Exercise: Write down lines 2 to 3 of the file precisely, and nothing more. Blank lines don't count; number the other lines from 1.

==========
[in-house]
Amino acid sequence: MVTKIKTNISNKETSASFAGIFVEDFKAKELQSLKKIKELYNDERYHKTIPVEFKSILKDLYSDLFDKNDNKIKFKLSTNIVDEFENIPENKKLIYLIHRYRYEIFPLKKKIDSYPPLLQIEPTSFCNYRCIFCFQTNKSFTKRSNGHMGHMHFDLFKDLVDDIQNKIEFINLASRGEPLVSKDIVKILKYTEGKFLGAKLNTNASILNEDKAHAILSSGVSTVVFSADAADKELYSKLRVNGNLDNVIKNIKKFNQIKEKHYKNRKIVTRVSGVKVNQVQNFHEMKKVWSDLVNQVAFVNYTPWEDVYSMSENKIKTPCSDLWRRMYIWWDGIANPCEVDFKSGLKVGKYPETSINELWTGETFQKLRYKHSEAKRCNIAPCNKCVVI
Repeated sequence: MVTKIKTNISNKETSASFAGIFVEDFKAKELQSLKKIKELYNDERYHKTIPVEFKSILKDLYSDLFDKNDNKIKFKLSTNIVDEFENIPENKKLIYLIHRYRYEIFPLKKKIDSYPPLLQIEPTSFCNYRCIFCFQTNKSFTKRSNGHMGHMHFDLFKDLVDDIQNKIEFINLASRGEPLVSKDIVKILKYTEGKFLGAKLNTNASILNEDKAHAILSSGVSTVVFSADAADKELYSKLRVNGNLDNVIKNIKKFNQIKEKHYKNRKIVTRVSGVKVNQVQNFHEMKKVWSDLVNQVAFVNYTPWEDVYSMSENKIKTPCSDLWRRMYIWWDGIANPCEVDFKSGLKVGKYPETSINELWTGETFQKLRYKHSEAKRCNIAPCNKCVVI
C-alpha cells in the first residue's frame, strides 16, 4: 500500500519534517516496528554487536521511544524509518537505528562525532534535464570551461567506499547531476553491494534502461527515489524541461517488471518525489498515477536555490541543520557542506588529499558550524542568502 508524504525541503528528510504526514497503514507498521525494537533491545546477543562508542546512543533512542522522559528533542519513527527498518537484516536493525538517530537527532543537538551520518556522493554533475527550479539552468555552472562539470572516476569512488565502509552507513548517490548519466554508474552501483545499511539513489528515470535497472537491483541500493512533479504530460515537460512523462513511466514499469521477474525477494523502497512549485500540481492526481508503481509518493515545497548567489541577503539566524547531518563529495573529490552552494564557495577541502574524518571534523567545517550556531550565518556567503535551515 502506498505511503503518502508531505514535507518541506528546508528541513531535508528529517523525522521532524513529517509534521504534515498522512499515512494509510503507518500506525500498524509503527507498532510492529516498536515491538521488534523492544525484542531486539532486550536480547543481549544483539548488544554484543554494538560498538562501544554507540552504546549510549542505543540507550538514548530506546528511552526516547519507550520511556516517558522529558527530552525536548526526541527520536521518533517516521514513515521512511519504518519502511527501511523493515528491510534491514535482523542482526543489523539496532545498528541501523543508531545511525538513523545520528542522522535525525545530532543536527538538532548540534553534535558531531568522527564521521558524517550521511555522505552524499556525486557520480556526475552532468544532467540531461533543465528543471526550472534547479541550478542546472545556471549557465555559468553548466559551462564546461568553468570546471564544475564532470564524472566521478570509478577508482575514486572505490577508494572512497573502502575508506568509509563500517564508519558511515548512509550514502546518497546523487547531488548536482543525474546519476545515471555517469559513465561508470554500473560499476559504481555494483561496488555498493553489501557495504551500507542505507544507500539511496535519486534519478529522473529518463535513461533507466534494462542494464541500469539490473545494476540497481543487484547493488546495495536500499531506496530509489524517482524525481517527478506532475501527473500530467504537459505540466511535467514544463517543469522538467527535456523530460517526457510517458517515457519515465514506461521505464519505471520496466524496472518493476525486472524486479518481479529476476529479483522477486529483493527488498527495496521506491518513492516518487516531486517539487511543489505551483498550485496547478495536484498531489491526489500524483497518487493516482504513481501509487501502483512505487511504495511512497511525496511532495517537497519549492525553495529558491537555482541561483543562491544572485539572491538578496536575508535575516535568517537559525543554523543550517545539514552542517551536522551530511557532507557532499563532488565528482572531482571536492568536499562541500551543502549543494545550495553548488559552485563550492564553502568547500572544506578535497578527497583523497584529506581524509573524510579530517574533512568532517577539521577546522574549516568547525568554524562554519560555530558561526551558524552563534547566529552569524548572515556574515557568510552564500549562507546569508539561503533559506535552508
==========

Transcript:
Amino acid sequence: MVTKIKTNISNKETSASFAGIFVEDFKAKELQSLKKIKELYNDERYHKTIPVEFKSILKDLYSDLFDKNDNKIKFKLSTNIVDEFENIPENKKLIYLIHRYRYEIFPLKKKIDSYPPLLQIEPTSFCNYRCIFCFQTNKSFTKRSNGHMGHMHFDLFKDLVDDIQNKIEFINLASRGEPLVSKDIVKILKYTEGKFLGAKLNTNASILNEDKAHAILSSGVSTVVFSADAADKELYSKLRVNGNLDNVIKNIKKFNQIKEKHYKNRKIVTRVSGVKVNQVQNFHEMKKVWSDLVNQVAFVNYTPWEDVYSMSENKIKTPCSDLWRRMYIWWDGIANPCEVDFKSGLKVGKYPETSINELWTGETFQKLRYKHSEAKRCNIAPCNKCVVI
Repeated sequence: MVTKIKTNISNKETSASFAGIFVEDFKAKELQSLKKIKELYNDERYHKTIPVEFKSILKDLYSDLFDKNDNKIKFKLSTNIVDEFENIPENKKLIYLIHRYRYEIFPLKKKIDSYPPLLQIEPTSFCNYRCIFCFQTNKSFTKRSNGHMGHMHFDLFKDLVDDIQNKIEFINLASRGEPLVSKDIVKILKYTEGKFLGAKLNTNASILNEDKAHAILSSGVSTVVFSADAADKELYSKLRVNGNLDNVIKNIKKFNQIKEKHYKNRKIVTRVSGVKVNQVQNFHEMKKVWSDLVNQVAFVNYTPWEDVYSMSENKIKTPCSDLWRRMYIWWDGIANPCEVDFKSGLKVGKYPETSINELWTGETFQKLRYKHSEAKRCNIAPCNKCVVI